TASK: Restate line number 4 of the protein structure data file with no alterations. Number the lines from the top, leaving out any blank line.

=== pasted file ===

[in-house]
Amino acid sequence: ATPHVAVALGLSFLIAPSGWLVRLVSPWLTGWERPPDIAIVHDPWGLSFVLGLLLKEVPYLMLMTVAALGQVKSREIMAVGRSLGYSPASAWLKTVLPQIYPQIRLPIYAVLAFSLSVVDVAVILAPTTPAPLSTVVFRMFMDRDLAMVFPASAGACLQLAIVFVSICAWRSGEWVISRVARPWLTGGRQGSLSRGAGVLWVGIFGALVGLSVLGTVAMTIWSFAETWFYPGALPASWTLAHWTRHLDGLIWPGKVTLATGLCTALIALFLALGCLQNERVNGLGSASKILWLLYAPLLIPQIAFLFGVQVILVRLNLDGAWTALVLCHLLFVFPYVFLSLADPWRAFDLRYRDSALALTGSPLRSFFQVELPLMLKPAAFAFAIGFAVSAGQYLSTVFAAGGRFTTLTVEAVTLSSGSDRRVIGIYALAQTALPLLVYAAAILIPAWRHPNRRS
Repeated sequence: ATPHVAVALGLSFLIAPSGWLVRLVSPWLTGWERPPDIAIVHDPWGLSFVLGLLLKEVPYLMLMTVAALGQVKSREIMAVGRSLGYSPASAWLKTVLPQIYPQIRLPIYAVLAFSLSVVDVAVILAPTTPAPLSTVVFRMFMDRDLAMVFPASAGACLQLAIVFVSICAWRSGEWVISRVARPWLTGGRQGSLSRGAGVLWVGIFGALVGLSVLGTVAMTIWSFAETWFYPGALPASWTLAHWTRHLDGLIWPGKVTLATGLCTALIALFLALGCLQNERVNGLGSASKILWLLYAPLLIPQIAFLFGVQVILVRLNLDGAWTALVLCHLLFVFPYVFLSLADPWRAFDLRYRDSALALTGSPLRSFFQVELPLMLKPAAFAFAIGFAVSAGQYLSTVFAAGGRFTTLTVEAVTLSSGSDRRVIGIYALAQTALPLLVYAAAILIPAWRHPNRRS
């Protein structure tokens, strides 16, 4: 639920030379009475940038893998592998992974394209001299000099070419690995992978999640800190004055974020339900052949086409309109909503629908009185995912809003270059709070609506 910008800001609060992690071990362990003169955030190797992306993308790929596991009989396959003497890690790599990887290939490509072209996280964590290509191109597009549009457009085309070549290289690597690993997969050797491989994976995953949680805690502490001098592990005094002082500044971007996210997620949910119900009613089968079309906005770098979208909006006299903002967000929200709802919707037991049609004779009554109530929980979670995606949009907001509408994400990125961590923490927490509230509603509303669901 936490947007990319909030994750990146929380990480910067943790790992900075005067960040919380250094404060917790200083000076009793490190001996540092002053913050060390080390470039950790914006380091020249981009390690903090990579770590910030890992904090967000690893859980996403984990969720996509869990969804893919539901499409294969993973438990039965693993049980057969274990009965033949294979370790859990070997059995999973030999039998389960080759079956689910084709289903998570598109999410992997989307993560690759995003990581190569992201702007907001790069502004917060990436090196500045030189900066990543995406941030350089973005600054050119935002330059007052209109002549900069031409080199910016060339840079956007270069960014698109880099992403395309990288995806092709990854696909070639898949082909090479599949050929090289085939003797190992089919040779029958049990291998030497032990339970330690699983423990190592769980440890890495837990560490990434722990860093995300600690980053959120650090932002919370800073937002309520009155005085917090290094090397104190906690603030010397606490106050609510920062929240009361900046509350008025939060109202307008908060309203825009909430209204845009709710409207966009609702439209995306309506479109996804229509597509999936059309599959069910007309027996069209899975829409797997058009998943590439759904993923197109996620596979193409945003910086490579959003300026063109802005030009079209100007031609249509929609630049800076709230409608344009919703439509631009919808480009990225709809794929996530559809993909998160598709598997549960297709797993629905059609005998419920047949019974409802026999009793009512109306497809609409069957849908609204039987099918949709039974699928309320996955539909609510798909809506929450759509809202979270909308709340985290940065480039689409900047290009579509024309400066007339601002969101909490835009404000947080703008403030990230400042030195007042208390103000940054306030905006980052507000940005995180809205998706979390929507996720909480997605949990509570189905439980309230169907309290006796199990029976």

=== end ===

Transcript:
């Protein structure tokens, strides 16, 4: 639920030379009475940038893998592998992974394209001299000099070419690995992978999640800190004055974020339900052949086409309109909503629908009185995912809003270059709070609506 910008800001609060992690071990362990003169955030190797992306993308790929596991009989396959003497890690790599990887290939490509072209996280964590290509191109597009549009457009085309070549290289690597690993997969050797491989994976995953949680805690502490001098592990005094002082500044971007996210997620949910119900009613089968079309906005770098979208909006006299903002967000929200709802919707037991049609004779009554109530929980979670995606949009907001509408994400990125961590923490927490509230509603509303669901 936490947007990319909030994750990146929380990480910067943790790992900075005067960040919380250094404060917790200083000076009793490190001996540092002053913050060390080390470039950790914006380091020249981009390690903090990579770590910030890992904090967000690893859980996403984990969720996509869990969804893919539901499409294969993973438990039965693993049980057969274990009965033949294979370790859990070997059995999973030999039998389960080759079956689910084709289903998570598109999410992997989307993560690759995003990581190569992201702007907001790069502004917060990436090196500045030189900066990543995406941030350089973005600054050119935002330059007052209109002549900069031409080199910016060339840079956007270069960014698109880099992403395309990288995806092709990854696909070639898949082909090479599949050929090289085939003797190992089919040779029958049990291998030497032990339970330690699983423990190592769980440890890495837990560490990434722990860093995300600690980053959120650090932002919370800073937002309520009155005085917090290094090397104190906690603030010397606490106050609510920062929240009361900046509350008025939060109202307008908060309203825009909430209204845009709710409207966009609702439209995306309506479109996804229509597509999936059309599959069910007309027996069209899975829409797997058009998943590439759904993923197109996620596979193409945003910086490579959003300026063109802005030009079209100007031609249509929609630049800076709230409608344009919703439509631009919808480009990225709809794929996530559809993909998160598709598997549960297709797993629905059609005998419920047949019974409802026999009793009512109306497809609409069957849908609204039987099918949709039974699928309320996955539909609510798909809506929450759509809202979270909308709340985290940065480039689409900047290009579509024309400066007339601002969101909490835009404000947080703008403030990230400042030195007042208390103000940054306030905006980052507000940005995180809205998706979390929507996720909480997605949990509570189905439980309230169907309290006796199990029976």